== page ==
WASHINGTON (AP) -- For someone who rails almost daily against big money in politics, Bernie Sanders has suddenly become pretty good at getting it.
In the past three months, the independent senator from Vermont pulled in $26 million for his Democratic campaign for president. That's several millions more than he's raised from donors during his entire 26-year congressional career, and nearly as much as the $28 million haul of front-runner Hillary Rodham Clinton.
The sizable sum is all the more remarkable because Sanders raised it without engaging in the typical dance with donors that has become a hallmark of running for president.
Sanders has held just seven fundraisers, compared to the more than 110 fundraisers thrown by Clinton since she launched her campaign in April. His cost typically around $100 to attend, while hers routinely charge $2,700 — the most allowed by law.
The receptions are more of a rally than the catered affairs at a wealthy donor's home that are typical of political fundraisers. And forget about the boutique hotel retreats, strategic briefings and other perks often given to high-dollar donors.
One event, held in the suburban Los Angeles backyard of actor Larry Dilg, featured the host singing an ode to Sanders, a version of the Neil Young song "Rockin' in the Free World" modified to include Sanders-centric lyrics like "got a man from Vermont telling folks the truth."
"We don't have a small room of people who contribute $1 million apiece," Sanders said last month in New York. "Many of you contributed 50 bucks, many of you don't have a lot of money. We appreciate it."
Sanders has instead raised the bulk of his funds online, with an active Internet presence aimed at recruiting smaller givers. But the success of the strategy has surprised many, including the candidate himself. The average online contribution was about $30, and 99 percent of his donations were $100 or less, according to his campaign.
"The kinds of crowds we're drawing, the kinds of small donations that are coming into the campaign, the kind of volunteer organizations that we're putting together has gone a lot faster than I thought it would," Sanders said Thursday in an interview on the NPR show "On Point."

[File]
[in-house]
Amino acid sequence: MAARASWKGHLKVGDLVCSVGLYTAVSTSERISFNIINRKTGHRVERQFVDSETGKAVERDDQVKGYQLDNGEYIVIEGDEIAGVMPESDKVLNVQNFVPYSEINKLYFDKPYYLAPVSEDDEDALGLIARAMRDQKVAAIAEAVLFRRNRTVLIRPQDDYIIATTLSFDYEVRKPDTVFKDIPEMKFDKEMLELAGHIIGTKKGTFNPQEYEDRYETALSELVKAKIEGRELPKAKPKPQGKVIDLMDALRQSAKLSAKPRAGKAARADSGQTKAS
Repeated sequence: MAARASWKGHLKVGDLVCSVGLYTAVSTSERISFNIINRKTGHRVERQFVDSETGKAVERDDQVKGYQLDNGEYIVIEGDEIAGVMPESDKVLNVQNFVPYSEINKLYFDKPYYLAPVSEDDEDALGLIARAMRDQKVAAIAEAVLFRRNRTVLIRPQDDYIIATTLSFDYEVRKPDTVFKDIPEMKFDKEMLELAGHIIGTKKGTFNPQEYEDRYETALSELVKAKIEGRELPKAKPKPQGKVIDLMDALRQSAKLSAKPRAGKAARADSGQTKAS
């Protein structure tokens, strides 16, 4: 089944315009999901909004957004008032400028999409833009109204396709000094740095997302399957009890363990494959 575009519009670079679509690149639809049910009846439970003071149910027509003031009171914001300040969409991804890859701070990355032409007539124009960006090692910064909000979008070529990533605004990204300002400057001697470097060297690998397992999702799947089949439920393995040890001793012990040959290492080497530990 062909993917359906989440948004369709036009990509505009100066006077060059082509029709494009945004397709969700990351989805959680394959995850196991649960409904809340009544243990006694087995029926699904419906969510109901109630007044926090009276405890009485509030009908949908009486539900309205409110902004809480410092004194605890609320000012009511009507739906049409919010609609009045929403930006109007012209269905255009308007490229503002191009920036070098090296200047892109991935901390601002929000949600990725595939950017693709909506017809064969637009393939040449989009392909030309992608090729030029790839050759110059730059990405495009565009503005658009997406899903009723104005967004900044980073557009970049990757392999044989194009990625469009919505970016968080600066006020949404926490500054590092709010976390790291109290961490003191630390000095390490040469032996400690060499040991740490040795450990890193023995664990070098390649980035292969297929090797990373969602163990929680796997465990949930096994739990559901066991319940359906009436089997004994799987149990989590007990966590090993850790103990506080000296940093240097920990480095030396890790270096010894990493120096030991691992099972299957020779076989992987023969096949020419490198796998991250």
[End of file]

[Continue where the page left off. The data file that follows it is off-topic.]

It's an approach modeled on that of President Barack Obama, who demonstrated the power of an active base of small-dollar donors. As did Obama, Sanders' campaign can return again and again to the same givers for more money, because they have not hit the $2,700 contribution limit.
But Obama also quickly won over large chunks of the traditional big-dollar Democratic donor base, allowing him to build the kind of large-scale national effort needed to win the general election. Only 34 percent of Obama's 2008 general election donations ended up coming from individuals giving $200 or less.
Clinton's team, too, is trying to claim the Obama fundraising mantle. Her aides say 93 percent of their third-quarter donations were $100 or less. But $19 million, or more than two-thirds of her total haul, came from events where admission typically cost the $2,700 maximum.
In total, Clinton ended the quarter with more money in her bank account — $32 million to Sanders' $25 million. She has spent more in the past six months than Sanders has raised overall for his presidential bid, building a national operation comprised of staff and dozens of offices across the country.
"We've built a campaign that is built to last and built to win," Clinton campaign manager Robby Mook said in an online video released Thursday. "We're going to stay on strategy no matter what the other side throws at us."
Yet Sanders' success in the past three months underscores a concern among Clinton supporters, namely that her financial edge is declining as she spends money at a rapid clip, while his upstart bid remains lean and with enough money to keep competing deep into the primaries.
Aides say Sanders has long hated hobnobbing with wealthy donors, though he's raised hundreds of thousands from labor unions in the past. Before entering the 2016 race, Sanders' major fundraising event was an annual sunset cruise on Lake Champlain, for which donors paid $25 to attend.
In Vermont, Sanders largely raised money by mailing political fundraising letters. A 2,600-word missive he sent in April 2014 features a section, highlighted by the use of capital letters, railing against the influence of billionaire donors in political campaigns.
"THE STRUGGLE THAT WE'RE ENGAGED IN RIGHT NOW IS WHETHER WE CAN PREVENT THIS COUNTRY FROM MOVING TO AN OLIGARCHIC FORM OF SOCIETY IN WHICH VIRTUALLY ALL ECONOMIC AND POLITICAL POWER RESTS WITH A HANDFUL OF BILLIONAIRES," he wrote.
During the final hours of the fundraising quarter on Wednesday night, Sanders' team showed how social media buzz can help bolster fundraising. After announcing a $24 million haul in the early evening, his campaign used social media sites to appeal for more money before the midnight deadline.
The Clinton campaign's announcement that it had raised $28 million fanned the flames even more. Sanders' campaign said during a 60-second stretch at 10:03 p.m. EDT, after Clinton's campaign announced its numbers, it raised $4,500 online, the most it has raised in a single minute.
By the end of the night, Sanders had hauled in $2.07 million in a single day, including $502,000 during the final 2 1/2 hours.